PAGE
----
Even when police have the time to run lab tests, they have a hard time telling (widely legal) hemp from (widely illegal) marijuana. Out in the field, there’s usually less time for deliberation — and as a result, an increasing number of law enforcement agents are being told to disregard cannabis.
One notable recent example comes from Florida, where police have been told to no longer treat the smell of cannabis as probable cause for conducting a search, as reported by the Orlando Sentinel. While Florida doesn’t have fully legalized cannabis, the state passed a hemp legalization bill on July 1, which aligned its policies with federal hemp law. According to reports, this change was significant enough to force the hands of sheriffs’ departments throughout the state, many of which have sent out memos regarding the new standard.
The Miami-Dade Police Department — the largest in Florida — released the following memo to the Miami New Times:
“Hemp and cannabis look, feel and smell the same, and both can be smoked. Currently, there is no way to distinguish between hemp and cannabis based on plain view or odor alone.”
“Accordingly, officers can no longer search a vehicle based solely on the odor of cannabis. Now you must articulate additional factors that lead you to believe that the substance is illegal cannabis, based on the totality of circumstances. You need ‘odor plus.’”
In Texas, a similar state hemp law preceded another state-wide freeze on low-level cannabis charges, as reported by the NPR affiliate in Austin. The Texas memo, also issued in July, instructs police to cite and not arrest people suspected of possessing less than 4 oz. of cannabis, a misdemeanor under current laws. The Texas Department of Public Safety, which issued the memo, tied its motivations to the difficulty in differentiating between illegal cannabis and legalized hemp without proper testing equipment, which most local crime labs lack — and would cost around $500,000 per machine to buy.
This issue has been causing headaches all year for prosecutors across the state, who have been deprioritizing misdemeanor cannabis cases in an uncertain testing climate. As Dallas County District Attorney John Creuzot told NBC News in April, “A drug dog can’t [tell the difference], nor can a presumptive test. And so we can’t distinguish something legal from illegal, and that’s across the state.”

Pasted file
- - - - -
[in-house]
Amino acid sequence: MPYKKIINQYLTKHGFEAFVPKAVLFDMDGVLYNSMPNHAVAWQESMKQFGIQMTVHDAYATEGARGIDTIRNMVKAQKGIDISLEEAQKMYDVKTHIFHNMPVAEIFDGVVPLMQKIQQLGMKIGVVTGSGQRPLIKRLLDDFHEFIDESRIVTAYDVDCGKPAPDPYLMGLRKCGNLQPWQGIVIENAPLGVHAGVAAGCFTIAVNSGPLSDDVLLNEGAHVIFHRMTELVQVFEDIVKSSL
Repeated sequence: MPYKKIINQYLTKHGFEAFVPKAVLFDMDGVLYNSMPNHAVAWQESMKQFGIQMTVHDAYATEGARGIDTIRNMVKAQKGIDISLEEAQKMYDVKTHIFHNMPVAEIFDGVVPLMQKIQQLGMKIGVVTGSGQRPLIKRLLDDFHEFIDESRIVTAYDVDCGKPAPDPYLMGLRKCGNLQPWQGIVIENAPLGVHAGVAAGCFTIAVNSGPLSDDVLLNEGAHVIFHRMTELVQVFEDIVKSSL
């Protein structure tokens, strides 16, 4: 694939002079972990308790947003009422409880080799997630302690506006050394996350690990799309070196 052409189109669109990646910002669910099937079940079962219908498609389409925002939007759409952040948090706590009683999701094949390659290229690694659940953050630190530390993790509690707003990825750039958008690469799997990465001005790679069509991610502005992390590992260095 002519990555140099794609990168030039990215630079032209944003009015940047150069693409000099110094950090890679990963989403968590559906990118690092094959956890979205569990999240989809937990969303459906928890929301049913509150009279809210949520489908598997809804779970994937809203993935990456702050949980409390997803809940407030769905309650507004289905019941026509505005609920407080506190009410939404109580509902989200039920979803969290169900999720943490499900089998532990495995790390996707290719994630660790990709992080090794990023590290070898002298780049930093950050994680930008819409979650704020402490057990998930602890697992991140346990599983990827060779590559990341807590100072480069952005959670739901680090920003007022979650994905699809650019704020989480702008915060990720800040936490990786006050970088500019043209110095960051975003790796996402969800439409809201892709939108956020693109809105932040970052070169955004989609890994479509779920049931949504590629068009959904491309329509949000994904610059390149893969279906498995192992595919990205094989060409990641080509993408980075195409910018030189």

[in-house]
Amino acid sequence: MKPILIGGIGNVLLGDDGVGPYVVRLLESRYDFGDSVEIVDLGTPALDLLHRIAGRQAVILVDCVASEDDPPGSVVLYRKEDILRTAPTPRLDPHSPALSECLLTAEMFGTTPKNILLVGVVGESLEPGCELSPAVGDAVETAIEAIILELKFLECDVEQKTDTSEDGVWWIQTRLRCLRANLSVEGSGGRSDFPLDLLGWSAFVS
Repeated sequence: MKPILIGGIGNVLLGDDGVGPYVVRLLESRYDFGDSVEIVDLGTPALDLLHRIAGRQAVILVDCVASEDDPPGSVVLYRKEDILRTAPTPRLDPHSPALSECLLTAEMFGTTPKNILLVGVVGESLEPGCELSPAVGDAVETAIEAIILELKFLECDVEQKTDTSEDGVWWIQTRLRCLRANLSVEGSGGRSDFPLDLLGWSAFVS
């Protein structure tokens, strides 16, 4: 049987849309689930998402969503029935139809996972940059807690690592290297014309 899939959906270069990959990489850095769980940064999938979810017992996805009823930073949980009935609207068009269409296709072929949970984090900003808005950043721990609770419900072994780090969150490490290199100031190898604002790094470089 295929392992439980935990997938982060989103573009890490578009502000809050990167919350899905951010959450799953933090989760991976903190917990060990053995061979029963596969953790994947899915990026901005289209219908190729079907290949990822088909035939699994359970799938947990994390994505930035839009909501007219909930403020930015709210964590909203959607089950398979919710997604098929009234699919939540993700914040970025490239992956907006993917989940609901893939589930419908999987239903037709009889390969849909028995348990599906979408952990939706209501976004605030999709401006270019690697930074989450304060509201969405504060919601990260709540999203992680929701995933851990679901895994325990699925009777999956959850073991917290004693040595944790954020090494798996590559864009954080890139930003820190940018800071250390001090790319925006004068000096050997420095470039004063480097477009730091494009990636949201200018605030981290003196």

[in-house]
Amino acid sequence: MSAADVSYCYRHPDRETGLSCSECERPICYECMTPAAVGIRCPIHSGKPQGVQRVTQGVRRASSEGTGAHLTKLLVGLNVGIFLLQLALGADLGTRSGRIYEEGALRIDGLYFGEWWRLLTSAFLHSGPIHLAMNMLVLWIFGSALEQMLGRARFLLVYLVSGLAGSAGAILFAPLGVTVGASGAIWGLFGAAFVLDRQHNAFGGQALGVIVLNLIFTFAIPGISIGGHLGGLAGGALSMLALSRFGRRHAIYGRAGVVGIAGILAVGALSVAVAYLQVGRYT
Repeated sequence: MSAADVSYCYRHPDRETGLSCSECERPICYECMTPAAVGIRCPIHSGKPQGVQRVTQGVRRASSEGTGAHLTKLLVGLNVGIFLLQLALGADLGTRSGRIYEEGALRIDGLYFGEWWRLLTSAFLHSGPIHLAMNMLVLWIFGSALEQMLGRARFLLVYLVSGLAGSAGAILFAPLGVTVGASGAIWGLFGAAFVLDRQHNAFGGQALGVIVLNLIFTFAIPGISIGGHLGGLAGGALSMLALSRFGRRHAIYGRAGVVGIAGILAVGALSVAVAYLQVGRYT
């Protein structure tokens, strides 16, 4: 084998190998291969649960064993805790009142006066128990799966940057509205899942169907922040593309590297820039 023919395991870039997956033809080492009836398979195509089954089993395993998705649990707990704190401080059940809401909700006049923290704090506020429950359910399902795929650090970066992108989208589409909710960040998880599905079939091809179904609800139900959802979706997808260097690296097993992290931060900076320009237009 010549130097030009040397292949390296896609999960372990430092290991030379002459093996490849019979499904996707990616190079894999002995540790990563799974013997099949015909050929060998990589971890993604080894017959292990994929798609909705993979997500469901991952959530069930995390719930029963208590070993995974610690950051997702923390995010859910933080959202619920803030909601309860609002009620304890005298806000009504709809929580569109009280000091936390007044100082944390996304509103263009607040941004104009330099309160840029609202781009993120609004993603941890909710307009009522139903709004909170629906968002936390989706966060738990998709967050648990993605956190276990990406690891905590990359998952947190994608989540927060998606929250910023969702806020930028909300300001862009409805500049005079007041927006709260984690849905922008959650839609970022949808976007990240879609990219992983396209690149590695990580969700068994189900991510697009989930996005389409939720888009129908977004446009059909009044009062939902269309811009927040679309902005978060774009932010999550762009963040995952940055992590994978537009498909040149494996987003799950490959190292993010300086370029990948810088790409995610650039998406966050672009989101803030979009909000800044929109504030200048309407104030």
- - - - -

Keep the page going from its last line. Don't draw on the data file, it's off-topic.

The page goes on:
Not everyone is buying the practical excuse for deprioritizing cannabis offenses. Franklin Snyder, a specialist on cannabis law and policy at Texas A&M’s School of Law, told the Texas Standard that some are using the new hemp law as an excuse to push a legalization agenda.
“I think that jurisdictions that have tended to deemphasize marijuana prosecutions are jumping on this — to some extent — as an excuse to get people off the hook,” he said. “Prosecutors who are more friendly to marijuana legalization are more likely to want to try to move the ball in that direction.”
And despite the seemingly positive momentum on cannabis reform, Texas has remained firm on its cannabis-skeptic stance. “This is no slippery slope toward marijuana,” Charles Perry, a Republican state senator who sponsored the hemp bill, told the Dallas Morning News.
Indeed, the Texas Senate rejected a bill to decriminalize low-level cannabis possession in May, after the House had passed the bill by an overwhelming measure.
In Florida, legalization has stronger support from the public, with 65 percent believing that recreational cannabis should be legal according to a recent Quinnipiac University poll, compared to 38 percent in Texas. This has some thinking that the time is right for a 2020 ballot initiative — with cannabis advocacy group Regulate Florida having already gathered 64,000 of the 76,000 signatures needed to get the measure to the next stage.
To be clear, that next stage will be daunting. Once the Florida Supreme Court reviews the ballot language — which would legalize growing and using cannabis for those 21 and older — a minimum of 766,200 signatures would be needed to put the question on the ballot. That will take about $5 million, according to campaign manager Michael Minardi. However, he believes that’s not necessarily out of reach.
“We are confident and believe that if we pass the Supreme Court review, more and more entities will want to get on board,” he told the Miami Herald.